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Reviews on the Run

January has been a productive month for me—so much so that I'm way behind in terms of blogging what I've been reading and watching. Here's an effort to catch up.

Asterios Polyp, by Dave Mazzuchelli: My only complaint about this incredible graphic novel is that it is laid out too simply (click on the image at left to enlarge); I suppose I prefer the formal clutter of Chris Ware. This is certainly not to say that Asterios is a simple work, just that the pages and panels encourage speed and movement, and not detailed contemplation, like a poem without enjambment. The facility of the page's appearance isn't deceiving, however; it's certainly intentional, as the spareness of (most of) the panels is itself a part of the story, representing the Bauhaus-like functionalism of Asterios's mind. The natural speed of the book, however, should be an encouragement to multiple re-reads, as the art may be swift but certainly not shallow.

Pnin, by Vladimir Nabokov: This book falls under the category of "difficult to write about because I enjoyed it so much." A story completely in tune with its narrator, somehow avoiding momentum or momentousness with a combination of luck (both good and bad) and diffidence. A perfect "minor" work.

The Red Letter Plays, by Suzan-Lori Parks: I found these plays much more satisfying than either of her more famous works, Venus or Topdog/UnderdogIn the Blood and Fucking A, which reimagine Hester Prynne from two ingenious angles, have a depth to them that I found missing from Parks's other work, which can be glibly symbolic; these two plays deliver an intellectual resonance that is so much richer than their clever intertextual premises. Fucking A in particular, which is about as Brechtian as any American play has been or maybe can be, is truly a masterpiece.

Do Androids Dream of Electric Sheep? by Philip K. Dick: I would rather write this book up in a full post, but I'm afraid I'll have to shortchange it a bit, but perhaps that is for the best. The numerous ideas at play seem to me to work together more impressionistically than systematically; that is, I feel as if it would be better to discuss the novel in the context of another book than it would be to write about it on its own. That's certainly not intended as an insult: I think it works very well as a novel (although the ending seems quite muddled to me), and I like it about 40x more than Blade Runner, which may be my least favorite film ever, but I would like to write about Androids perhaps later, in the context of another book with similar themes.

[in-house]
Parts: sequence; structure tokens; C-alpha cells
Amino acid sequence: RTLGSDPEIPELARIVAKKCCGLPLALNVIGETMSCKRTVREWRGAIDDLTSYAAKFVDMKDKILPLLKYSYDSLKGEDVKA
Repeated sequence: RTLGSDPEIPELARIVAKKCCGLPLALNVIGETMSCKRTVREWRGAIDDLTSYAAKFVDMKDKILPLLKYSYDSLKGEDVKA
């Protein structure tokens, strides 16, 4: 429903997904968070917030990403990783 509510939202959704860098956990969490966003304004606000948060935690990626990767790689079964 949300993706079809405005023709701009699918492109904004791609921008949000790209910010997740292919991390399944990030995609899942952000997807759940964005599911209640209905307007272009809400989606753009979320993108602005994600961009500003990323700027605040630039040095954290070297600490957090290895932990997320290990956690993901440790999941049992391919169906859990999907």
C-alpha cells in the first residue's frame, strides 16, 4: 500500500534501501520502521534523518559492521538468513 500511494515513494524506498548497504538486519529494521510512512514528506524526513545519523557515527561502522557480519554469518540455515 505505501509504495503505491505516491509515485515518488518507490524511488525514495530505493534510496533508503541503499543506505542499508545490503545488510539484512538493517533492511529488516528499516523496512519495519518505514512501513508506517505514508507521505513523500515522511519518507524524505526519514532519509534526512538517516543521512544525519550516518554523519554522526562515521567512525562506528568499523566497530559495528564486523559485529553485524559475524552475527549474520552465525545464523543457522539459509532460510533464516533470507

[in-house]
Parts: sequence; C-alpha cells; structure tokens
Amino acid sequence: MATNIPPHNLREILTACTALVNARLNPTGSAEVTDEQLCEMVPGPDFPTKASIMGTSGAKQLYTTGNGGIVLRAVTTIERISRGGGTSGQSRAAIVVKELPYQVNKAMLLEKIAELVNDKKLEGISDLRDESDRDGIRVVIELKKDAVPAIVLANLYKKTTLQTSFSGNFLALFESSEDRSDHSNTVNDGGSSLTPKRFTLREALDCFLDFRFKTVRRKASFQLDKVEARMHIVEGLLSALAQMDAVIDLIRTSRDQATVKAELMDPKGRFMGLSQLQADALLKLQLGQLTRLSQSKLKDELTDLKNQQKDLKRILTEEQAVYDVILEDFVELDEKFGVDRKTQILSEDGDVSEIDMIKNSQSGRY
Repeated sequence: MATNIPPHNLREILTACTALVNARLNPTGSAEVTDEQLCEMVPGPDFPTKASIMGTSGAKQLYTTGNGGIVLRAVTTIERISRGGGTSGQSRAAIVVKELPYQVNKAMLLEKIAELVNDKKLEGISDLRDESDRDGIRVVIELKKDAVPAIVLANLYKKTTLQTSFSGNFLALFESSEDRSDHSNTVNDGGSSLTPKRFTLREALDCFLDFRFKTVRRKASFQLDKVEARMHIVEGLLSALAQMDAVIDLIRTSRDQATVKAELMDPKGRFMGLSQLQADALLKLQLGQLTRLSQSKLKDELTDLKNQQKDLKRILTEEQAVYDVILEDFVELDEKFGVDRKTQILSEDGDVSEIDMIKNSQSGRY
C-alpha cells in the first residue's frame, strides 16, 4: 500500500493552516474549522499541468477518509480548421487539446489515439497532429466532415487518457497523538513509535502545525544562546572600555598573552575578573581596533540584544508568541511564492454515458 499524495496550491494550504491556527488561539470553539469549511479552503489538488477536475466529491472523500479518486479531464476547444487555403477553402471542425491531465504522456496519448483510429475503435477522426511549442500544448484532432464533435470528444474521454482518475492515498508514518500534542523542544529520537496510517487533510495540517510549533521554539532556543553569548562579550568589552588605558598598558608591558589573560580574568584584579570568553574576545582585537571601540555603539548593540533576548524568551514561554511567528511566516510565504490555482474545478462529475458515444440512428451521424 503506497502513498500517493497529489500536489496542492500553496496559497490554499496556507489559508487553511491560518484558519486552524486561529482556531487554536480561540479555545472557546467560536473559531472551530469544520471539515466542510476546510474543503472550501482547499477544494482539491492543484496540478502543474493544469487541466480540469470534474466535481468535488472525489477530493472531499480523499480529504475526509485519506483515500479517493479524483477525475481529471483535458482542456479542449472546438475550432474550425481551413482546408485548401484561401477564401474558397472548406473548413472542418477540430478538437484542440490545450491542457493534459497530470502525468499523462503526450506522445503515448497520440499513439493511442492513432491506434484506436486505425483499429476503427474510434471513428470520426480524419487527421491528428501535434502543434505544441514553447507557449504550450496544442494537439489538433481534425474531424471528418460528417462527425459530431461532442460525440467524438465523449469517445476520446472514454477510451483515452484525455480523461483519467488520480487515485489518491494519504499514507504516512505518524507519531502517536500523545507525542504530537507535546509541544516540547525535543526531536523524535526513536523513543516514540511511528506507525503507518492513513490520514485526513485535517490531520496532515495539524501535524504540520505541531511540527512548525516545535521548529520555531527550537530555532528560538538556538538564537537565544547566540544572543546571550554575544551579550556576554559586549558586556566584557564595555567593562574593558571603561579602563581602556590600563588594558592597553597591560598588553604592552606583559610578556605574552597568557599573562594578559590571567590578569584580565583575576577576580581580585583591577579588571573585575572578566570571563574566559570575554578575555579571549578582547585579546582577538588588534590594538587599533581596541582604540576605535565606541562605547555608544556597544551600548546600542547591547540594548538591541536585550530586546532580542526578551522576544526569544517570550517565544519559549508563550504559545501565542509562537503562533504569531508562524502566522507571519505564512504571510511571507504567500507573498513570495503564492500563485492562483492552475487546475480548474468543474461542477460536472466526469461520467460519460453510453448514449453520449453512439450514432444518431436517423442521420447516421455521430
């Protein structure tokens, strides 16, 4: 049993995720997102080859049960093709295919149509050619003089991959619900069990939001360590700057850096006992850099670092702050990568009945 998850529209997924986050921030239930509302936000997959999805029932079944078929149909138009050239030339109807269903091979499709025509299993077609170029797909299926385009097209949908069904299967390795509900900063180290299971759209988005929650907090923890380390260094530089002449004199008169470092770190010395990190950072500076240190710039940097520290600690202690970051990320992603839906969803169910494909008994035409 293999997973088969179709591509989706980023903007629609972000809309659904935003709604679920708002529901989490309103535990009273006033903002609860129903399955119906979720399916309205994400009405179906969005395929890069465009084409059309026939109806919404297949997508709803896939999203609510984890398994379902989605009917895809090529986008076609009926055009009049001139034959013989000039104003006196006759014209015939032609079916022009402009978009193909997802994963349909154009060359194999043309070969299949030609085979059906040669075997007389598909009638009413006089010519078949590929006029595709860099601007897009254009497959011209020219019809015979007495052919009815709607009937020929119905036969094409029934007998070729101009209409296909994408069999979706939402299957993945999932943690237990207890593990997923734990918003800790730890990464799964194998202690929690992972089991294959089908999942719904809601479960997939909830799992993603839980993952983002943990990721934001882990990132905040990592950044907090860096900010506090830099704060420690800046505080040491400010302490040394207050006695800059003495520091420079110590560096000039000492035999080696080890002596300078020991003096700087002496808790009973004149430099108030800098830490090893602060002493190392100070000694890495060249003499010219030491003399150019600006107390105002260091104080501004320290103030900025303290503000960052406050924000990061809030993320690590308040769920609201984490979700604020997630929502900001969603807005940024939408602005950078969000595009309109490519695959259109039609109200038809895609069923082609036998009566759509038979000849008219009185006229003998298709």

Glee: For a show that has featured a number of quite recent hits, Glee is strangely atemporal—there is very little topical humor or efforts to periodize itself as "now," and the "issues" dealt with by the characters are perennial ones—even things like teenage pregnancy and coming out to your parents have more of an archetypal, impersonal quality that exceeds even other high-school-set shows (Gossip Girl, for instance). It's as if the show could have been set any time between 1985, when The Breakfast Clubcame out, and now, or really even five years from now. The humor does owe its tone and style to this post-Arrested Development moment—Sue Sylvester in particular could easily have been a Bluth aunt or cousin, and seriously, Will Schuester and Michael Bluth can be the same character at times—but Glee seems disconnected from our present in a really vivid way, perhaps because it channels all the emotional energy into the performances of the songs. Maybe I'm just describing the natural state of musicals, but I find that Glee's suspension of reality absolutely lovely. 

Up in the Air: Actually a pretty good film—Clooney's character is tough to feel anything for, but Farmiga and Kendrick are tremendous. It's too bad that Hollywood thinks so little of women that they'd never give them a film of their own—the scene where they kind of square off about what and how to look for a husband is exceptional. The script overall is pretty good; it's heavy-handed and more than a little predictable, but I didn't mind all that much—most business-people seem to me extremely fond of blunt metaphors and predictable messages, and it's tough to be subtle about people who think that way. I almost hoped that the film might end with a PowerPoint slide of take-away points, but I guess that might have been too meta-.

The Invention of Morel, by Adolfo Bioy-Casares: "A recluse can make machines or invest his visions with reality only imperfectly, by writing about them or depicting them to others who are more fortunate than he." For Borges (and, now that I've read him, for Bioy-Casares), writing always seems to be an almost unfortunate necessity, a form of communication that is more of a resort than a choice, less a medium than a technology. Which is not to say that either man is a bad writer, but that there is a desire, like the recluse in this quote, to invest their vision more directly than with the written word, and a resistance to the acknowledgment that there may not exist a perfect (in the sense of complete, whole, entire) order beyond words—there are no machines which are perfect enough to render words superfluous. I have mixed feelings about this attitude—it can be a little frustrating in the recursions it generates, but it can also be quite profound in its utopian aspirations. At any rate, I don't think I was as captivated by The Invention of Morel as others have been (it's a little too much like L'année dernière à Marienbad for my taste, although of course it came out first), and, like Bonsai, it's too short for me to feel like I should count it for my Latin American project; I'll probably read Ricardo Piglia's Money to Burn for my Argentinean entry.